In 956 Henry was elected arch­bishop of Trier, and took Wolfgang with him, making him a teacher in the cathedral school. At Trier he came under the influence of the reforming monk Ramuold, and entered wholeheartedly into Henry’s efforts for the improvement of religion in his diocese. Upon the death of the archbishop in 964 Wolfgang became a Benedictine in the monastery of Einsiedeln, governed at that time by Gregory, an Englishman. The abbot soon found the reputation of Wolfgang to be less than his merit, and appointed him director of the school of the monastery.

   St Ulric, Bishop of Augsburg, now ordained St Wolfgang priest; and with his ordination he received an apostolic missionary spirit, and was sent to preach the gospel to the Magyars in Pannonia. The results of this undertaking did not correspond to his zeal, and he was recommended to the Emperor Otto II as a person qualified to fill the see of Regensburg (Ratisbon) which was then vacant. He was conducted to the emperor at Frankfurt, who gave him the investiture of the temporalities, though Wolfgang entreated him to allow him to return to his monastery.

Being sent back to Regensburg, at Christmas 972 he was consecrated.

St Wolfgang never quitted the monastic habit, and practised all the austerities of Conventual life when in the episcopal dignity. The first thing he did after regulation of his own household was to settle a thorough reformation among all his clergy, and in all the monasteries of his diocese, especially two disorderly nunneries. One of the sources of revenue of the see was the abbey of St Emmeram at Regens­burg, which the bishops held in commendam, with the usual bad results.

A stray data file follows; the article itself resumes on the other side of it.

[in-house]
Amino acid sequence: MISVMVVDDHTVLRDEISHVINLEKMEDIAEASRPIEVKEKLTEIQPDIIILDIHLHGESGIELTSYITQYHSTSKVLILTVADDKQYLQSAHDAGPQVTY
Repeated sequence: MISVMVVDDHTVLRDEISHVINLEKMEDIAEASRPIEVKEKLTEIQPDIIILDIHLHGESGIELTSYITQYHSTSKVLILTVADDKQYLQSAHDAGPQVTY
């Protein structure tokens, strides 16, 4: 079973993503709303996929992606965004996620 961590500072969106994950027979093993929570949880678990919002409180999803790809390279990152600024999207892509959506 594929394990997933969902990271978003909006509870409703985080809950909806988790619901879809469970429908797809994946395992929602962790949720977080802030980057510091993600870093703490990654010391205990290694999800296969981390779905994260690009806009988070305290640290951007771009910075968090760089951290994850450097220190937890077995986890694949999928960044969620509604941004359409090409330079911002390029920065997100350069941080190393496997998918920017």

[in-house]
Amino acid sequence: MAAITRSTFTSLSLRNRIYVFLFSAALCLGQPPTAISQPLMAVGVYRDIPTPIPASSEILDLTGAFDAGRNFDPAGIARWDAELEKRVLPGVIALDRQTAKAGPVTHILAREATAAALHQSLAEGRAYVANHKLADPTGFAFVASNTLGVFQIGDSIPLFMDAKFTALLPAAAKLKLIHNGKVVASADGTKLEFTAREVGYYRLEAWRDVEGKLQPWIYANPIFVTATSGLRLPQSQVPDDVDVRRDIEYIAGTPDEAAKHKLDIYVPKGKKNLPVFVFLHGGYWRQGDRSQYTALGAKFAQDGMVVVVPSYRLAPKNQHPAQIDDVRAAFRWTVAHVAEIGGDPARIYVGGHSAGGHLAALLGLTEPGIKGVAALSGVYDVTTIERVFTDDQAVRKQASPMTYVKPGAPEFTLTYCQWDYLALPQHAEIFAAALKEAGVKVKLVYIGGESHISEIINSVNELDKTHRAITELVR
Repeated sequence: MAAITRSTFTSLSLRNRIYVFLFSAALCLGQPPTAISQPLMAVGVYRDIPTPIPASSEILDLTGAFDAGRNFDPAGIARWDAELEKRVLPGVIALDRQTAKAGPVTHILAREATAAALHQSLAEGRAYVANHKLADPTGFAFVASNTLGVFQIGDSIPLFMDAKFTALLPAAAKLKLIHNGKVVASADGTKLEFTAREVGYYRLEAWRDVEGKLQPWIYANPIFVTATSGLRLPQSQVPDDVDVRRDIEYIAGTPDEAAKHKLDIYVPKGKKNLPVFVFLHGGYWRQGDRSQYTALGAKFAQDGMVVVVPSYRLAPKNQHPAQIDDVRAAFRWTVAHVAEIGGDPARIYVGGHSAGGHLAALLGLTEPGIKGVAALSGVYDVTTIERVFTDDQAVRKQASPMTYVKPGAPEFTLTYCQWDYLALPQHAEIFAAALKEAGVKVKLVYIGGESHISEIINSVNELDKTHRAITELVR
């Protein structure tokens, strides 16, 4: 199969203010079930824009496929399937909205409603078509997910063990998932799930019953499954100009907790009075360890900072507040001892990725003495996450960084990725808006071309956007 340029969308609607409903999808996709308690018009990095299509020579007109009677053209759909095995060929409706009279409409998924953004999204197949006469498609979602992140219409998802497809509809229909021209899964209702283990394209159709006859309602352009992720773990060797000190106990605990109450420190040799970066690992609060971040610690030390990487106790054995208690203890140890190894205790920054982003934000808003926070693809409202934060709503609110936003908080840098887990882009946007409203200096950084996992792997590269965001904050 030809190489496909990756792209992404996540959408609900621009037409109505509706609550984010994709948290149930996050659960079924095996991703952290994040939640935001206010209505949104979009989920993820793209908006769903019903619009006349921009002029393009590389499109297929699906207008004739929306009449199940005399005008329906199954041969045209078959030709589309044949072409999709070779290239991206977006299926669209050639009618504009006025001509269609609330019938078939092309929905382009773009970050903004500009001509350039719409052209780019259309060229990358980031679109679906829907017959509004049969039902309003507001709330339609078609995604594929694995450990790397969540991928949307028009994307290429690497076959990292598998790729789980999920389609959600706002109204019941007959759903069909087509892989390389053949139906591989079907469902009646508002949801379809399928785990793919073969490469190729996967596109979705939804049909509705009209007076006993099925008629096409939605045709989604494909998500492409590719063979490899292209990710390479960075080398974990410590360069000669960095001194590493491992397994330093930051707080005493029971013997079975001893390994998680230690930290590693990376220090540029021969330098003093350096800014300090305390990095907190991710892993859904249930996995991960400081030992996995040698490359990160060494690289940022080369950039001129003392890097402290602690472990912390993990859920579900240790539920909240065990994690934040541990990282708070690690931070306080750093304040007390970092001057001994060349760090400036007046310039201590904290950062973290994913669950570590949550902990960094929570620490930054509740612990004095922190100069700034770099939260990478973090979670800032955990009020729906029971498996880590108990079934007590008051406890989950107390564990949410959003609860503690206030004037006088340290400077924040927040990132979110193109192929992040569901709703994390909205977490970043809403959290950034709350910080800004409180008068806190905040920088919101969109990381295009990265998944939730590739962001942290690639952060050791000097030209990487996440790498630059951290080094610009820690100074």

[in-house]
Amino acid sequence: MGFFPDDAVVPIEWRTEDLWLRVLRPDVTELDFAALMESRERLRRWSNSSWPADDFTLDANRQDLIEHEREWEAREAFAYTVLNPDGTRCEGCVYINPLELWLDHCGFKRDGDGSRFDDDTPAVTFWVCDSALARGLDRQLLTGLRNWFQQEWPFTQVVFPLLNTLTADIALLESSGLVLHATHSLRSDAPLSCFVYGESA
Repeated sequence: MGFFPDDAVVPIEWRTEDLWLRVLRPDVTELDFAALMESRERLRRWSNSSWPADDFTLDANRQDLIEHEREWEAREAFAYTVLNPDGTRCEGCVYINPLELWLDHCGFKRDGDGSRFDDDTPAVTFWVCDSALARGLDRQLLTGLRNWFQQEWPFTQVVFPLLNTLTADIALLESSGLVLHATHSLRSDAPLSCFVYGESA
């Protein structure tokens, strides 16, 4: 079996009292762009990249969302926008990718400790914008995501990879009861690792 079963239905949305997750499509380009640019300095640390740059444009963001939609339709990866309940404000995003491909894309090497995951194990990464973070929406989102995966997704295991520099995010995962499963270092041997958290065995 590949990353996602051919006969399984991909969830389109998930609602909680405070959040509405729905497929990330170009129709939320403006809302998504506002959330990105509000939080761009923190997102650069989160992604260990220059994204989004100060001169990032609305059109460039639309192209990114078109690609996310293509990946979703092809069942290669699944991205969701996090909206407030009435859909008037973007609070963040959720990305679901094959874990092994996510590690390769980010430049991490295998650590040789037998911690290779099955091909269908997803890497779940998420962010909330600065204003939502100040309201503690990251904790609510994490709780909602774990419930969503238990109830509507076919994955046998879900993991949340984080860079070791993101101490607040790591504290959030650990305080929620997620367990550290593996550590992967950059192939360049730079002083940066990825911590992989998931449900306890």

Wolfgang restored its autonomy and called Ramuold from Trier to be its abbot. He was indefatigable in preaching and, being a man of prayer, possessed the art of touching the hearts of his hearers. Every duty of his office he discharged with vigilance and fidelity during twenty-two years’ administration. Several miracles are recorded of him and his generosity to the poor was proverbial. Once when the vintage had failed, some ignorant priests took to using water in the chalice at Mass. The bishop was naturally horrified, and distributed wine from his household stocks throughout the diocese.

   At one time St Wolfgang deserted his see and retired to a solitary place, where he was found by some huntsmen and brought back. But his desire for a monastic quiet did not prevent him from a careful discharge of his secular duties, and he attended several imperial diets as well as accompanying the emperor on a campaign into France. The territory of Bohemia being part of his vast diocese, he gave up a part of it for a bishopric in that country, the see being set up at Prague. Henry, Duke of Bavaria, held St Wolfgang in the highest veneration, and entrusted to him the education of his son Henry, afterwards emperor and canonized saint. Wolf­gang was taken ill while travelling down the Danube into Lower Austria and died at a little place called Puppingen, not far from Linz. He was canonized in 1052. The Canons Regular of the Lateran keeps his feast in many dioceses of central Europe, and also because he restored the canonical life for his clergy.

We are well informed regarding St Wolfgang. The book of Arnold the monk concerning St Emmeram and the biography of Wolfgang by Othlo, with some other supplementary materials, are reliable sources, and they have been edited very carefully in the Acta Sanctorum, November, vol. ii, pt 1. See also a popular, but not uncritical, volume by Otto Häfner De, hi. Wolfgang, an Stern des X. Jahrhunderts (1930); and also the archaeological study of J. A. Endres, Beiträge zur Kunst- und Kulturgeschichte des, mittelalterlichen Regensburgs, as well as I. Zibermayr, Die St Wolfganslegende in ihrem, Entstehen und Einflusse auf die österreichische Kunst (1924).